Entertainment Music

Friday 15 December 2017

7 days & 7 nights: A critics guide to going out


Sophie Gorman

60th Wexford Festival Opera, Wexford City

There is nothing quite like being in Wexford during the opera festival -- the whole town gets involved and the atmosphere is most magical. And it will be particularly special this year as the festival is celebrating its 60th anniversary with a cracking programme of 52 different events.

The cornerstone will be three main-stage evening operas, including a rarely produced Polish work, a French opera comique and a work from a popular Italian composer Donizetti. It all kicks off tonight with turn of the 20th century Polish opera Maria.

And for the first time, audiences can enjoy a special daytime package. Arrive in Wexford in the late morning, enjoy a lunchtime recital in St Iberius Church, lunch in Whites of Wexford Hotel and a ShortWork opera, all for a fully inclusive price of just ¤55.



Darklight 2011, The Factory, Dublin 4

Three cheers for Darklight Film Festival. It is of the here and now, it is low/no budget, it is DIY, it is the real deal. For this year's outing, Darklight has gained a new HQ -- the indie-tastic Factory near Grand Canal Dock -- and the party kicked off last Thursday.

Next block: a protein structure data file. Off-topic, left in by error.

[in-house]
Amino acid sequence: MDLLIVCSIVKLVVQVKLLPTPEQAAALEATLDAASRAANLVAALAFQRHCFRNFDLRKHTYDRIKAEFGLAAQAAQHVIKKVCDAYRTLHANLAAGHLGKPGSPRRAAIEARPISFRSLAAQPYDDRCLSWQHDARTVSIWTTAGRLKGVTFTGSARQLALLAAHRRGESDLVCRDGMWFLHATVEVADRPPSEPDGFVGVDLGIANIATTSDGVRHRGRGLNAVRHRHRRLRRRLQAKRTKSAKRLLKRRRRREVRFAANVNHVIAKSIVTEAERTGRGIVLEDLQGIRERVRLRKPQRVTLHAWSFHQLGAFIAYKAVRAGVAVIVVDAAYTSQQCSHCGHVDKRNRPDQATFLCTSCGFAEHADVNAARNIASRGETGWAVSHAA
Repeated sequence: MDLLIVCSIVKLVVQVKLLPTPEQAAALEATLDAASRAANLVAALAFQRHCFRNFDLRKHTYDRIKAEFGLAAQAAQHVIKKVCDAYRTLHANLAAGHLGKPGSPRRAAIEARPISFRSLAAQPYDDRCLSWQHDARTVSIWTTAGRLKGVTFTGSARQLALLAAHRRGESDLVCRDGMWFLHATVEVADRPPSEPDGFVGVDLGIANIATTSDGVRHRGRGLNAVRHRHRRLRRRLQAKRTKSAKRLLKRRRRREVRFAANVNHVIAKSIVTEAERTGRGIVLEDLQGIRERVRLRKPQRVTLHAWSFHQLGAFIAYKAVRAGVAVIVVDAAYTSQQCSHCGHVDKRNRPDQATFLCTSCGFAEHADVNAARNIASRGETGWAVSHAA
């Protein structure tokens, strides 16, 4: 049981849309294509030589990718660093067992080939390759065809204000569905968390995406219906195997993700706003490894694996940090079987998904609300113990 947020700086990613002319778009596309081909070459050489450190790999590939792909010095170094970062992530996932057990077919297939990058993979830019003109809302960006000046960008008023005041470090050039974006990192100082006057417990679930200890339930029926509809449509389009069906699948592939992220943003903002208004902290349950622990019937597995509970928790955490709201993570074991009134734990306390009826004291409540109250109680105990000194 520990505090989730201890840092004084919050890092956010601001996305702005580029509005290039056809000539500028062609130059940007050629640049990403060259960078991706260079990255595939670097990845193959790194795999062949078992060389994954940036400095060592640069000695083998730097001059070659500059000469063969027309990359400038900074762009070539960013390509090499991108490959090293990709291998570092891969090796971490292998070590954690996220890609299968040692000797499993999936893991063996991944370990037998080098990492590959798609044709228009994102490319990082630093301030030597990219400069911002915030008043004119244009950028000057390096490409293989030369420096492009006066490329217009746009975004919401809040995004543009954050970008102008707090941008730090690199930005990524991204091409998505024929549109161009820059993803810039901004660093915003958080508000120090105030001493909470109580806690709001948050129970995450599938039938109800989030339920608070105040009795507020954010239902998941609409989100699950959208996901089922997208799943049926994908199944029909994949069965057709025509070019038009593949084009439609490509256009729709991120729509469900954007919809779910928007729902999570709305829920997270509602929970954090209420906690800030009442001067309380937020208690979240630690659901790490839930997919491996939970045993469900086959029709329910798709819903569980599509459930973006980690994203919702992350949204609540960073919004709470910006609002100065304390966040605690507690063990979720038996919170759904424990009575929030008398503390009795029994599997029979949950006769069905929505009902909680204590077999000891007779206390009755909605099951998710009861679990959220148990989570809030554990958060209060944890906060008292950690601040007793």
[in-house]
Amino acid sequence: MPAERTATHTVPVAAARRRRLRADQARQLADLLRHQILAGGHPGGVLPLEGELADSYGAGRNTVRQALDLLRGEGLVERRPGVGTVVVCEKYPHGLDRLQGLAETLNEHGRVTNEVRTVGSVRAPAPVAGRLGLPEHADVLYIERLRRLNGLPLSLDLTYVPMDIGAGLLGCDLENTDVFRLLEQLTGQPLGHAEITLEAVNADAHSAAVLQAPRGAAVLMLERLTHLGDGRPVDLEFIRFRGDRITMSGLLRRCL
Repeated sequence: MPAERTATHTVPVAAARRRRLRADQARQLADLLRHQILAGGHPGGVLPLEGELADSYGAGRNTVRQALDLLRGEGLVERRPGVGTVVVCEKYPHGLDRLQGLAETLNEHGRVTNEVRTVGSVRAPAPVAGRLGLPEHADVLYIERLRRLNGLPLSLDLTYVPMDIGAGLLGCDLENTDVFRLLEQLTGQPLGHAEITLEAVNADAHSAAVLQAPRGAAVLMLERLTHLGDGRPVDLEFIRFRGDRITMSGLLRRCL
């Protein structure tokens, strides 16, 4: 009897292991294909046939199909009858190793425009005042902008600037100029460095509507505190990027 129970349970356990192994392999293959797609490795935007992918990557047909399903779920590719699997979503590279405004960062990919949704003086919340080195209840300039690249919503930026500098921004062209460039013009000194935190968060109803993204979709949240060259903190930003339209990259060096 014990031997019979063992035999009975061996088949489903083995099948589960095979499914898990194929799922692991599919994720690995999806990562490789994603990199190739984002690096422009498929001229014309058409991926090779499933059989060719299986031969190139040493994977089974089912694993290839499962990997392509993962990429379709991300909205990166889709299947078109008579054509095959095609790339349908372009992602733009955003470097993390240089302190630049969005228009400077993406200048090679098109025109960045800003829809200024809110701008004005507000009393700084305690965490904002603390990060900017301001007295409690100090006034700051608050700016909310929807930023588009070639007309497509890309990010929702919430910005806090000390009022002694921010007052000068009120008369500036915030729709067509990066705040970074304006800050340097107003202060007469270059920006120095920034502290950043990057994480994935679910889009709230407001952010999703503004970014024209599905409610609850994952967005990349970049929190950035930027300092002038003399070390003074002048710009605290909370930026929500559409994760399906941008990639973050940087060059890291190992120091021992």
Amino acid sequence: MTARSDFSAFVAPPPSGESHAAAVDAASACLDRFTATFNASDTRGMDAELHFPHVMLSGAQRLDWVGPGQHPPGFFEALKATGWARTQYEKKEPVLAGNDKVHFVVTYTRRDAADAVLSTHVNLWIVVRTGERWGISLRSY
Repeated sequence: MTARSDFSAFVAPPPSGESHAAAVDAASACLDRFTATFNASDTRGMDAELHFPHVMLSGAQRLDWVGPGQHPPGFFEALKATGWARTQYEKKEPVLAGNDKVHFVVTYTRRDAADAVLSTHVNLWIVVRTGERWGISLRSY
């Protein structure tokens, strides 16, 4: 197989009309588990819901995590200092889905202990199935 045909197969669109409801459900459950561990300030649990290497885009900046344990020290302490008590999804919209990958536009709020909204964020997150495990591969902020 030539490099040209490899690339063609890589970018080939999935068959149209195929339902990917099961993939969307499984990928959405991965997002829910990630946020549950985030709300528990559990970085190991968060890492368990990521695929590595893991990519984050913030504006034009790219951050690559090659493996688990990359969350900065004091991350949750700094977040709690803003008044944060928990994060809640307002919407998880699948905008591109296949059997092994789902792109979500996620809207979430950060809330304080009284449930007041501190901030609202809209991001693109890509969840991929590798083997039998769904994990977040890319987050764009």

This year's theme is Strictly Roots, and there have already been key screenings and a symposium, but there is still much to enjoy.

Today's highlights include a panel discussion asking if communities can represent themselves through film, and a screening and performance by We Are Poets.

We do have to admit, though, that we found the website almost impossible to decipher, with no simple listings section that we could uncover. But we are confident that you are all much more tech-savvy than us luddites and will succeed where we failed.



We Need to Talk about Kevin, General Release

Based on Lionel Shriver's acclaimed 2003 novel, Lynne Ramsay's We Need to Talk about Kevin examines the aftermath of a Columbine-style school massacre from the point of view of the killer's mother.

Tilda Swinton is Eva Khatchadourian, a shell of a woman who lives in squalor in a rented house and ekes out a living as a secretary. Everywhere she goes, she encounters either hostility or outright aggression, because everyone in town knows who she is and what her monstrous son, Kevin, did.

In a hugely accomplished and oddly beautiful film, we revisit Kevin's childhood in lyrical flashbacks as Eva searches desperately for an explanation. Whether or not she ever finds it is a moot point, but this is an enthralling and gruelling film filled with unforgettable moments and images.


Britney Spears, O2, Dublin 1

Oh, Britney, Britney -- how were we supposed to know... that fame would push you to the brink of emotional implosion and play such unsightly havoc with your personal life?

Still, the dark days of driving with an unbelted infant on her lap and chopping her hair off seem to finally be behind Ms Spears. And while that could have been anyone singing on her trance-flavoured Femme Fatale album, who could argue with its menu of blistering beats and killer hooks?